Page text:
They take their Rum very seriously in Martinique and its a source of great pride that they produce ‘Rhum Agricole’ from pressed sugar cane as opposed to mass produced rum which is made from molasses, a bi product of sugar cane. There are nine distilleries on the island, most welcoming visitors to look around and sample the products. We visited two of them. The Depaz Distillery is a working distillery where, post the harvest in February you can see production in action. Habitation Clement also a prominent Rum producer although the production is no longer done on site. Instead the original distillery buildings have been preserved as a museum of the process and the whole estate has become more of cultural foundation. In the beautiful gardens there is a fabulous modern sculpture collection and just by the entrance there is a steel clad, contemporary art exhibition hall, currently housing a splendid collection on loan from the Pompidou Centre in Paris.
Shop in local markets
More Run is on offer in the local markets – colourful rows of bottles of home made Ti’Punch – rum mixed with all manner of exotic local produce from pineapple to coconut. The markets are also the place to stock up on spices and huge fat vanilla pods as well as souvenirs and local crafts, often using the multi coloured Madras check fabric. The video was shot at the Grande Marche in Fort de France.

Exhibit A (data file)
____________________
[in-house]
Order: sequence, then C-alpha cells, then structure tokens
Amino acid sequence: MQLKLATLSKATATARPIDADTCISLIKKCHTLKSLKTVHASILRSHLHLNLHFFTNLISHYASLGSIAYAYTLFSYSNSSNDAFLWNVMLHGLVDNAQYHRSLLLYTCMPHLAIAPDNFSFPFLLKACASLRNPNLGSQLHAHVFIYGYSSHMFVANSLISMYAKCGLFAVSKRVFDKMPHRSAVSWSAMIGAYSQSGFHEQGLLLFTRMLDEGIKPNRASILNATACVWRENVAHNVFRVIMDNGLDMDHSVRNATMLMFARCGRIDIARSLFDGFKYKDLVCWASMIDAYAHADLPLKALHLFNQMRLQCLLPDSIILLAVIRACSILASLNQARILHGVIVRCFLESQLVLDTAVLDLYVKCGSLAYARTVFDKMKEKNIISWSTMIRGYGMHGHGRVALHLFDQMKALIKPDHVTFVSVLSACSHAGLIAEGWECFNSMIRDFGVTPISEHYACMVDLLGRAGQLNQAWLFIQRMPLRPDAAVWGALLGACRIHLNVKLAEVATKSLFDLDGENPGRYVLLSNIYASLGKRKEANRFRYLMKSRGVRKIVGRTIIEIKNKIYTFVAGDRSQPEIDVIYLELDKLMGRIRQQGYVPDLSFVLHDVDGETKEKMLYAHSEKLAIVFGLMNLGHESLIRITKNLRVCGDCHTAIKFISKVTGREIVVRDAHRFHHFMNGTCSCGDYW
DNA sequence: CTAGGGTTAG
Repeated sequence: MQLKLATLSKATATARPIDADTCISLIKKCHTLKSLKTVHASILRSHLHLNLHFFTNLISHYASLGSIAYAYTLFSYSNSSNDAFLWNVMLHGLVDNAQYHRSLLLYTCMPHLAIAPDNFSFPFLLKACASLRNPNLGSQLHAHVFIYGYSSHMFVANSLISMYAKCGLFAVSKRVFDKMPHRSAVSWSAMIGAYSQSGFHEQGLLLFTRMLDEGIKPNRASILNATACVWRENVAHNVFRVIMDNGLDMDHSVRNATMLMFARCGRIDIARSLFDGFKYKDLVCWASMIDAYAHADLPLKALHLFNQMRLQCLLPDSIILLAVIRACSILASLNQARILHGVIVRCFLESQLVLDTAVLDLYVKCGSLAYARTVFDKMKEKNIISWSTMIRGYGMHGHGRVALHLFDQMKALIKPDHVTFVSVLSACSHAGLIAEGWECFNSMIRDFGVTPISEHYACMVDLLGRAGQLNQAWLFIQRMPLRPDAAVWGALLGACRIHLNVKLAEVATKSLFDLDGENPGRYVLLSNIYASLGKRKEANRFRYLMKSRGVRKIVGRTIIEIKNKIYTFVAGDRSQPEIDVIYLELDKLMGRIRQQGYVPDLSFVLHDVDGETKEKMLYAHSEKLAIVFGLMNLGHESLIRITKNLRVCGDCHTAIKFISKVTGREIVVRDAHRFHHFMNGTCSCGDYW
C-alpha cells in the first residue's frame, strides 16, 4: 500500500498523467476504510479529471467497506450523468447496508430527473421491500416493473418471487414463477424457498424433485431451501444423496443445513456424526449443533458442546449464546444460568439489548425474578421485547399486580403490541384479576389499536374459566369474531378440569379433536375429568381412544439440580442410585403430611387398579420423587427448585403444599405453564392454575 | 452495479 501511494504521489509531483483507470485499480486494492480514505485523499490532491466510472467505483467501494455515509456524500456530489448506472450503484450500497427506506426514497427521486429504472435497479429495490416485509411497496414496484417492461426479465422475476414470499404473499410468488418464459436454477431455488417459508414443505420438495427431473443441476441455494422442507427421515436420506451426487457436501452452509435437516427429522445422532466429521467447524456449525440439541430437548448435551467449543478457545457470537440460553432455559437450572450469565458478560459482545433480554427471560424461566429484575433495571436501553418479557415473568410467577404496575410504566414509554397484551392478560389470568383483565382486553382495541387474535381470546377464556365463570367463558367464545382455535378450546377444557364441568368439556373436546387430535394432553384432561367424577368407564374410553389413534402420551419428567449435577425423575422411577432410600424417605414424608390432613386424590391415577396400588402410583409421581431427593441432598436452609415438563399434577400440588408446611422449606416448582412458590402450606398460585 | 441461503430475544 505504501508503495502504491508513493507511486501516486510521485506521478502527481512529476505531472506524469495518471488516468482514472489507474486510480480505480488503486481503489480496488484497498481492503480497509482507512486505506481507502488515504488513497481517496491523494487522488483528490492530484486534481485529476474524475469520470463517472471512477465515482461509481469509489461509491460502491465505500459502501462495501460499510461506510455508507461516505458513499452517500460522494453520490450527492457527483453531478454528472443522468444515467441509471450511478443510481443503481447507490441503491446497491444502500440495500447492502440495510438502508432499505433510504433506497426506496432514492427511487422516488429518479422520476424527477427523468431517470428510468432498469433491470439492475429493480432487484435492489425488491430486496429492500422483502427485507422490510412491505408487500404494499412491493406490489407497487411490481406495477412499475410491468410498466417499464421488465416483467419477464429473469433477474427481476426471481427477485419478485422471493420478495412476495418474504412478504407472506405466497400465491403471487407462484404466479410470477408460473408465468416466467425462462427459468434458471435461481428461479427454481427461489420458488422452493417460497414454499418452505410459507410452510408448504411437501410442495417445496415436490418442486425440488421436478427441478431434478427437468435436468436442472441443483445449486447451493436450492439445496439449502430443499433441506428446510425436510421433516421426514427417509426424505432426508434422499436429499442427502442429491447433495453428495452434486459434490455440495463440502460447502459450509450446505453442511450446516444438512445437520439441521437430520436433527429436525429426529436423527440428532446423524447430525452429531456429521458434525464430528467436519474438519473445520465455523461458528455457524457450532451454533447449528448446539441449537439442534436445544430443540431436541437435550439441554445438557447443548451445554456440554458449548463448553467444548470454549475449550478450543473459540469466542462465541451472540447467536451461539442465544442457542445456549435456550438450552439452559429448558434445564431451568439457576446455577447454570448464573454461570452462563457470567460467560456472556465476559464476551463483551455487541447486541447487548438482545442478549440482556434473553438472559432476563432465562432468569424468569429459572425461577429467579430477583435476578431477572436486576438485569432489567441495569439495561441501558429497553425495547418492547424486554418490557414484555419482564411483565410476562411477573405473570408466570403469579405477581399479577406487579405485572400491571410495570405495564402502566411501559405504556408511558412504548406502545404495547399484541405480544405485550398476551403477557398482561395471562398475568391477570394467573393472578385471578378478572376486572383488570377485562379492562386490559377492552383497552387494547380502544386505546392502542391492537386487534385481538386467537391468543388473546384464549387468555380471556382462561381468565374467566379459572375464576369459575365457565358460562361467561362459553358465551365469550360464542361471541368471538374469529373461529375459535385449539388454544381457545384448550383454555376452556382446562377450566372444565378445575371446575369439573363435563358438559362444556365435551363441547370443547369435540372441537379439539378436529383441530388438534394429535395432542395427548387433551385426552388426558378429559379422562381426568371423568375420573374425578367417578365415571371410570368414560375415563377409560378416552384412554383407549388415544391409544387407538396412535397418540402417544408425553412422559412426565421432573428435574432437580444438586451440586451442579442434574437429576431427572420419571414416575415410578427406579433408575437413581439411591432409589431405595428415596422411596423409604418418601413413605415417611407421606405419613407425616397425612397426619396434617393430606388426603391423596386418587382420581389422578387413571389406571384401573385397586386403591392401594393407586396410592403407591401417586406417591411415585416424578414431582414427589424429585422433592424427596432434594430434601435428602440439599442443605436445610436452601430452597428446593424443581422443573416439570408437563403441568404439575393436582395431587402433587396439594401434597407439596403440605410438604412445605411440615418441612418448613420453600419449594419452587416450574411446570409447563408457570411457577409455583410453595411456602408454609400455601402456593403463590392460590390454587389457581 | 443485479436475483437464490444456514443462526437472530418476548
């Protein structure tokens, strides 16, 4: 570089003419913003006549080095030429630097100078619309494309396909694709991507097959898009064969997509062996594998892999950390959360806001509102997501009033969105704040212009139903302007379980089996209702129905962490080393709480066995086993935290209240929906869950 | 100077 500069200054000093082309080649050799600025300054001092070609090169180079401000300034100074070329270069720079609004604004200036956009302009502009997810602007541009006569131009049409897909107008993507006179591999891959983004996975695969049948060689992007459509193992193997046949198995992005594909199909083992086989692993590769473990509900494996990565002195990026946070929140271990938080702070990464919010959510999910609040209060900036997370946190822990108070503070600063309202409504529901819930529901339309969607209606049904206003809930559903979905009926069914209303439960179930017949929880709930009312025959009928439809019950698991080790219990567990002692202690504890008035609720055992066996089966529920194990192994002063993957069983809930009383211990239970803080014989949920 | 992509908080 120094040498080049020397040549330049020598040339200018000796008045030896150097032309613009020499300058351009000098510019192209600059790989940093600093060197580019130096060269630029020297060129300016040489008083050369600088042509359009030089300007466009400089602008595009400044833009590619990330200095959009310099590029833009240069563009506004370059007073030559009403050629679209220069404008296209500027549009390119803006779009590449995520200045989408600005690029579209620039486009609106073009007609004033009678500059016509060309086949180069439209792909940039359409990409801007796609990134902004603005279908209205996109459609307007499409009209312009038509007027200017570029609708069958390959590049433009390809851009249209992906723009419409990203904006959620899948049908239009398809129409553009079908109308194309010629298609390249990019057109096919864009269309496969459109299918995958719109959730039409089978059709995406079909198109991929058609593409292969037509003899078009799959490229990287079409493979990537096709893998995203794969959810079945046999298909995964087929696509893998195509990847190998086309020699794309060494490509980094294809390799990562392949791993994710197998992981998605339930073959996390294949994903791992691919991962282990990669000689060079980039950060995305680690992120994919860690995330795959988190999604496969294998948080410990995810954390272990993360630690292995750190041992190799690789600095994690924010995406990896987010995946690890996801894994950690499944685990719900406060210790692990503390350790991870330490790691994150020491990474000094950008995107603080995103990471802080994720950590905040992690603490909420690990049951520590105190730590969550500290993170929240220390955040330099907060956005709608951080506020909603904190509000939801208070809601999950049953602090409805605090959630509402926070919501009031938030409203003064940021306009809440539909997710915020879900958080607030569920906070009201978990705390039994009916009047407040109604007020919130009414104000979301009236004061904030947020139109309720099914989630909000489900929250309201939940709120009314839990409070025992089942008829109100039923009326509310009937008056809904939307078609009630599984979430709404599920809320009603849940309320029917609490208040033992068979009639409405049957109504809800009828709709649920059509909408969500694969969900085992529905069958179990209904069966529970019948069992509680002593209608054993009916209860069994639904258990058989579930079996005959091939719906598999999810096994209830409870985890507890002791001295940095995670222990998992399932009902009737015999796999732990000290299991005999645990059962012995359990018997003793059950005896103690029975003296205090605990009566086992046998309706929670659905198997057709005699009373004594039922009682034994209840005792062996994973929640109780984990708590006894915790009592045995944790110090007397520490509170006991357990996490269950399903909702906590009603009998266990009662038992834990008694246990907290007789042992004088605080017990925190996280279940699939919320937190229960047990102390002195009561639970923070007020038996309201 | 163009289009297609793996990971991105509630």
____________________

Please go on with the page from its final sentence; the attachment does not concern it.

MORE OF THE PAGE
Until very recently only French history was taught in Martinique schools but one man in particular, Gilbert Larose, has made it his mission to make sure that Slave history is now very much on the curriculum. He singlehandedly created La Savane des Esclaves, where visitors can witness, learn and help preserve the true history of the island. Gilbert has also written and produced an animated book, aimed at children, which is now used in schools.
Another powerful reminder of this part of Martinique’s history can be found at Anse Caffard. Overlooking Le Diamant bay and rolling waves is a stunning memorial to the slaves who drowned on their way to the island. The huge white stone figures cast an ominous shadow on the otherwise serene landscape.
Feel the island rhythms
A cultural dance performance is standard hotel entertainment fare. This one was the ‘Le Grand Ballet’ performed at Le Bakoua Hotel in Trois Islets and covering a wide variety of dance styles. Aside from traditional dance, listen out too for Zouk, a music style developed in the 80’s in Martinique and Guadeloupe.
Take a boat trip
A day out on a catamaran is a great way to see more of the coastline and enjoy the warm Caribbean sea. Our trip with Kata Mambo was from Pointe du Bout marina in Trois Islets, sailing north up the coast to St Pierre. Before a stop at the capital we got to sail along with dolphins and, after lunch on board, a snorkelling stop was a lovely way to round off the day.
Who doesn’t love a good sunset? Our closing shot was taken from Kano Bar and restaurant in Pointe du Bout. Highly recommended for its location and food.
Norwegian.com offers up to four weekly services from London Gatwick to Martinique via New York JFK, Boston and Fort Lauderdale during the winter season. Flights are operated by a fleet of brand new aircraft including the Boeing 787 Dreamliner aircraft with two cabins – Premium and economy and the Boeing 737-800 offering free Wi-Fi between the US and French Caribbean
Fares start from £293.80 one way in economy and £583.80 one way in Premium on the transatlantic legs of the route
For detailed general island information click here